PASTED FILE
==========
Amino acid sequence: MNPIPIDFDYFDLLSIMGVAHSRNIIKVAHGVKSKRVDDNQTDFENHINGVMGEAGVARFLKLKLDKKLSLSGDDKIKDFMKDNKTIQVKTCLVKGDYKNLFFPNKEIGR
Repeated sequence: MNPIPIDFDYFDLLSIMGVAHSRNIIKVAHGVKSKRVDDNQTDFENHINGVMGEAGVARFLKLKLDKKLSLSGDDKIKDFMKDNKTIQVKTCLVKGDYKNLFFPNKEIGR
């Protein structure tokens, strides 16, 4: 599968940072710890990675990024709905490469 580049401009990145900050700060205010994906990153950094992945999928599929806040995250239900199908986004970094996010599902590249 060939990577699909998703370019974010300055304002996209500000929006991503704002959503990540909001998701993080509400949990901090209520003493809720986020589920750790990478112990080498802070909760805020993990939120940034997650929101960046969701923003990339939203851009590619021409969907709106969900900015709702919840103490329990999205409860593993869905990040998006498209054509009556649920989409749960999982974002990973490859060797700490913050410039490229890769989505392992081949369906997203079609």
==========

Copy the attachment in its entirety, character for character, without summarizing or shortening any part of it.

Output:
Amino acid sequence: MNPIPIDFDYFDLLSIMGVAHSRNIIKVAHGVKSKRVDDNQTDFENHINGVMGEAGVARFLKLKLDKKLSLSGDDKIKDFMKDNKTIQVKTCLVKGDYKNLFFPNKEIGR
Repeated sequence: MNPIPIDFDYFDLLSIMGVAHSRNIIKVAHGVKSKRVDDNQTDFENHINGVMGEAGVARFLKLKLDKKLSLSGDDKIKDFMKDNKTIQVKTCLVKGDYKNLFFPNKEIGR
């Protein structure tokens, strides 16, 4: 599968940072710890990675990024709905490469 580049401009990145900050700060205010994906990153950094992945999928599929806040995250239900199908986004970094996010599902590249 060939990577699909998703370019974010300055304002996209500000929006991503704002959503990540909001998701993080509400949990901090209520003493809720986020589920750790990478112990080498802070909760805020993990939120940034997650929101960046969701923003990339939203851009590619021409969907709106969900900015709702919840103490329990999205409860593993869905990040998006498209054509009556649920989409749960999982974002990973490859060797700490913050410039490229890769989505392992081949369906997203079609």